August 02, 2020
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Press Tales

Reports from an eventful era

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Press Tales
Witness To History
By Prem Bhatia
HarAnand Pages: 493; Rs 795
PREM Bhatia was the famous and forbidding (stiff upper-lip and all that) political correspondent of The States man when I joined the news desk as a junior sub-editor in '55. He was considered a sub's delight. His reports were simple, crisp, clear and headings seemed to pop out of the first three paras of his reports.

As the book shows, he had met most of the famous personalities of the era, had easy access to the Nehru household and an ability to touch the roots of a problem. However, he had only contempt for what he called tome writing, or essay journalism. This was unfortunate as it denied him the intellectual depth of contemporaries like Shevlankar, Lindsay Emmerson and Hamdi Bey. His reports, editorials, columns read alike. Yet, his pieces from places like the USSR, China and the US are eminently readable.

The most moving is the first report which describes how Nehru had sent his principal private secretary to Ajmer, where a riot had taken place, for an assessment of the situation. As home minister and deputy prime minister, Sardar Patel resented this. There was an exchange of letters in which each defended his stand but offered to quit rather than cause problems for the other. Meanwhile, Gandhiji was murdered and the two leaders decided to sink their differences for the common good.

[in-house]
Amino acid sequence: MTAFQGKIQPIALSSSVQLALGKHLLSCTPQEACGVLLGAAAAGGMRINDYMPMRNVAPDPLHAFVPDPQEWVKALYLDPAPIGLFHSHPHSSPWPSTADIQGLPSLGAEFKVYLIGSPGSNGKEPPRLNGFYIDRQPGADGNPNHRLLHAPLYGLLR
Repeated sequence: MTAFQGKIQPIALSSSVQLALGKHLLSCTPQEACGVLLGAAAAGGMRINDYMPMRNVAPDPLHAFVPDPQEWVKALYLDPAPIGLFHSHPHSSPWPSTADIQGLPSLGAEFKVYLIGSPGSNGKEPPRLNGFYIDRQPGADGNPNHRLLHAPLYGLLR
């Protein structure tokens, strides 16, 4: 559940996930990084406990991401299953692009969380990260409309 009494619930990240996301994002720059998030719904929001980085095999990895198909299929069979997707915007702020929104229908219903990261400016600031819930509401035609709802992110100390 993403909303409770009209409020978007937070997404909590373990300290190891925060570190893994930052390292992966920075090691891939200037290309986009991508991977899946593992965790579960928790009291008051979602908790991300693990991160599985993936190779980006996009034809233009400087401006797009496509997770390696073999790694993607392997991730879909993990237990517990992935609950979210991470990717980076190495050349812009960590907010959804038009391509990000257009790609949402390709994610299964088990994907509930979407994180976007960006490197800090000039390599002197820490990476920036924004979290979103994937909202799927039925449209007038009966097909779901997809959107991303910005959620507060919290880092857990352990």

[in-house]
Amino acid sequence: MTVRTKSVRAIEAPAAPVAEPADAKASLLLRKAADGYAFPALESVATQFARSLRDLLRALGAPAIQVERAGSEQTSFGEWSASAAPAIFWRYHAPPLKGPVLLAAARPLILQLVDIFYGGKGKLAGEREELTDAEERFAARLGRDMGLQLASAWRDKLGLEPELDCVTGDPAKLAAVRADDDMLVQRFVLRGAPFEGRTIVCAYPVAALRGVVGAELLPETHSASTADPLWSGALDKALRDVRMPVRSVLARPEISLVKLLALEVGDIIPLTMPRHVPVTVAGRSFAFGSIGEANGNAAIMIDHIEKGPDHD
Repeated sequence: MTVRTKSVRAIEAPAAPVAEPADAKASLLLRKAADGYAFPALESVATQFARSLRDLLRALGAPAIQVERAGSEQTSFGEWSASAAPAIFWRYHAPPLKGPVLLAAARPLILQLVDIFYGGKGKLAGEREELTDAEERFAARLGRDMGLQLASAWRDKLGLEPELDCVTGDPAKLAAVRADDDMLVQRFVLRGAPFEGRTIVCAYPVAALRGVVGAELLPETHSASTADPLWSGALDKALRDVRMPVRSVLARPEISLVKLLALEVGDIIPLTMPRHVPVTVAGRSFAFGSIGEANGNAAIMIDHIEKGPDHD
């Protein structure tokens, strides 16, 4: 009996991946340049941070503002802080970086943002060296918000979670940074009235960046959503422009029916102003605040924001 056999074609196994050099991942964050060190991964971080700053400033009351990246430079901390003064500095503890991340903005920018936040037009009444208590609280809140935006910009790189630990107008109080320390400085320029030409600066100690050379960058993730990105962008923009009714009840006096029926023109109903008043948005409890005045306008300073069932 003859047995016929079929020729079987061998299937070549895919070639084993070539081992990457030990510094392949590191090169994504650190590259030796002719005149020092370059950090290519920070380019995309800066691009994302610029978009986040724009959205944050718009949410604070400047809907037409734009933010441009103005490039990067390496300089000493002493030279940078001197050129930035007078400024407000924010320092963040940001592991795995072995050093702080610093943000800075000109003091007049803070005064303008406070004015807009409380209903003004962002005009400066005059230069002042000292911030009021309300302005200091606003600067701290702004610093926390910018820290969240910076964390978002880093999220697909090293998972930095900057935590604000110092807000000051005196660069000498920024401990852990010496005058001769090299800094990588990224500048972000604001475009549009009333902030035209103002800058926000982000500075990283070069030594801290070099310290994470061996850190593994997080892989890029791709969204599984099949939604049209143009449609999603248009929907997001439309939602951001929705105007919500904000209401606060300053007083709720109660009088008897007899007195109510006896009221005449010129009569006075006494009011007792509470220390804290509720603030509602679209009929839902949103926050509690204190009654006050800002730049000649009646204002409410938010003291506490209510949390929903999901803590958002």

The most amusing piece is Prem's dinner with Bhutto at a party. Bhutto liberally helped himself to the free-flowing liquor, Prem a little less so that he may not miss any news opportunity. Soon, Bhutto sat beside Prem and asked him whether he understood what India's policy on Kashmir was. Bhutto confessed he did not, for each time Kashmir was discussed, Sardar Swaran Singh would take out the map of Kashmir and explain the placement of various villages. When told of this, Sardar Swaran Singh said he seemed to have succeeded in his mission. For, he was imitating the village belle with numerous suitors. She would give each a glimpse of her thigh, but no more.

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